Thad Walker (Tab Hunter), a spoiled, rich kid from Boston, who had gotten in serious trouble with the law, fled to France to join the French Foreign Legion in World War I. In Paris, with companions, "Duke" Sinclair (David Janssen), Dave Putnam (Will Hutchins), Tom Hitchcock (Jody McCrea) and Bill Wellman (William Wellman Jr.), the boys stop at a bar and learn of the recent formation of the Lafayette Escadrille made up of American volunteer pilots who fly for France. The group of expatriates join up and learn to fly on training aircraft before becoming combat pilots.
While off duty, Walker meets and falls in love with Renée Beaulieu (Etchika Choureau), a common streetwalker with some sensitivity; she quits the oldest profession and takes a job, reforming for her American lover's sake. Walker's father beat him, and he resents any kind of authority. When a strutting, arrogant French officer (Marcel Dalio), irritated by the young man's inability to understand commands in French, strikes him, he knocks the officer to the ground, a very serious offense. Before he can be jailed, his pals smuggle Walker out of camp. He then spends a great deal of time hiding in Paris in his sweetheart's apartment. His friends continue with their training while Walker works for the Madam (Veola Vonn), hoping to make enough money to run away to South America with his girlfriend.
Later, the now veteran pilots he had befriended come to the bar and Walker realizes he still wants to redeem himself. Convincing an American general that he is sincere, when the United States enters the war, he joins the American Air Service. Walker finally is able to fly a mission with the Lafayette Escadrille, where he proves to be a superb fighter pilot. Returning to Paris, Walker asks his friends to join him as he weds Renée.
Cast notes:The roles of "Duke" Sinclair (Reginald "Duke" Sinclaire), Dave Judd (Edward David Judd), Arthur Blumenthal and Frank Baylies (Frank Leamon Baylies) were also based by Wellman on actual members of the Escadrille
Craig Hill's uncredited role as Lufberry, based on Raoul Gervais Lufbery, is essentially a walk-on role.
Relying on his own World War I service, Wellman wrote the original story, based on the actual exploits of a friend from the war years. Earning himself the nickname "Wild Bill", Wellman was first an ambulance driver in the Norton-Harjes Ambulance Corps, then joined the French Foreign Legion. On December 3, 1917, assigned as the first American fighter pilot to join N.87 escadrille in the Lafayette Flying Corps, Wellman went on to score three recorded "kills", along with five probables and to receive the Croix de Guerre with two palms.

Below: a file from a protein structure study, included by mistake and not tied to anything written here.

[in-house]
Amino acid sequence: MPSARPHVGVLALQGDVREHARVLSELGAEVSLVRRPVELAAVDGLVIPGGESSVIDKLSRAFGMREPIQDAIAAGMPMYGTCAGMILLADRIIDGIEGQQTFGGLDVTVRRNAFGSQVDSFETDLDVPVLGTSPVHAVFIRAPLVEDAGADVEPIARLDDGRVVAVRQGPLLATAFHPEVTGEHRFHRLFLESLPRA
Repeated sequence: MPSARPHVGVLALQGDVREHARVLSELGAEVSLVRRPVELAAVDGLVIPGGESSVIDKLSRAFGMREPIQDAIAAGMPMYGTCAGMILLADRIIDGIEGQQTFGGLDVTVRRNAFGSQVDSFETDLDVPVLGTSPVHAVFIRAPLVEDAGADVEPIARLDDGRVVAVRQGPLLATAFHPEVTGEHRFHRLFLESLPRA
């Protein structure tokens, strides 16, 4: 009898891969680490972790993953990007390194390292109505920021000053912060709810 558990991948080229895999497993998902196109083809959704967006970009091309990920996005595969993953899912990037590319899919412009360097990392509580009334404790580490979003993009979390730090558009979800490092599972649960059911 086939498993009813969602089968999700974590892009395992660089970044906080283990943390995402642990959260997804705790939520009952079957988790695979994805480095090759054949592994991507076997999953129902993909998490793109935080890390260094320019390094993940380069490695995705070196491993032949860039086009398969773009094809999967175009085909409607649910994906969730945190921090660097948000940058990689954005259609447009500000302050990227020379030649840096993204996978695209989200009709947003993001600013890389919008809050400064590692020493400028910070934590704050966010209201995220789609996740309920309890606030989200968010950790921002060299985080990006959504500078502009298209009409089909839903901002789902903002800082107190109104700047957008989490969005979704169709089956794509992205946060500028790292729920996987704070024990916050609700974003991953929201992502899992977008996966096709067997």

Although he considered Lafayette Escadrille a "personal project", the studio did not give Wellman the budget he demanded and continued to interfere with the project, to the extent that the decisions on starring roles, title, ending and other important aspects of the production were taken out of his hands, including the title of the film: Wellman's original title was C'est la Guerre which the studio, despite his objections, changed to Lafayette Escadrille. In casting, Wellman wanted Paul Newman and Clint Eastwood as the leads; studio head Jack L. Warner refused, and substituted teen idol Tab Hunter and David Janssen, with Eastwood moved to a minor role. Warner also insisted Wellman make Darby's Rangers as a condition of financing Lafayette Escadrille.
The use of mocked-up Nieuport 28 and Thomas-Morse Scout fighters along with other period aircraft such as one real Fokker D.VII and the ubiquitous Travelair "Wichita Fokkers" were "lifted" from Wellman's earlier 1938 production, Men with Wings, an early color feature also directed by Wellman. Principal photography took place primarily at the Hancock Santa Maria, California airport. Hollywood stunt pilot Paul Mantz, built a number of Blériot XI "Penguin" clipped-wing and full span training aircraft, used in the training sequences.
Wellman's script was rewritten by Paul Fix. Shooting took place October 19 to December 8, 1956.
In the original cut of the film Tab Hunter's character died at the end. However this was poorly received at previews and a new ending was shot in April–May 1957 where he lived.
While the aviation scenes in Lafayette Escadrille were well received (William Clothier filmed the spectacular aerial sequences, evocative of those he shot in Wellman's earlier silent classic Wings), critics said the film falls far short of the classic status of the 1928 Oscar winner. The flying sequences were not enough to overcome a mediocre story and flat acting, aspects roundly panned by critics. Howard Thompson, reviewer for The New York Times called it a "flapdoodle" in his blistering review.Variety echoed other reviews, noting, "What could have been an reasonably good actioneer ... has been badly marred by a flat predictability in plot, intrusion of an inept and, at times, ludicrously irrelevant romance and some quite dreadful dialog.
The Lafayette Escadrille was also totally disowned by those still alive who had flown as part of the fabled Lafayette Escadrille and the Lafayette Flying Corps, who were understandably upset at their portrayal, including Wellman who insisted that his producer's credit be removed. This was to be William Wellman's last directorial effort; it had started out to be a paean to his memories of the storied squadron, but ended up a target for insults, accusations and lawsuits, not the least of which were directed against Jack Warner and Warner Brothers Studios for their heavy-handed interference. The film was shelved for two years, partly because of the wrangling between the two Hollywood heavyweights and partly because of the influence of Hunter's later singing career, that necessitated a "pollyanna" ending grafted into the film. Wellman was "heartbroken" with his treatment at the hands of Jack L. Warner, and kept his word that Lafayette Escadrille would be his last film.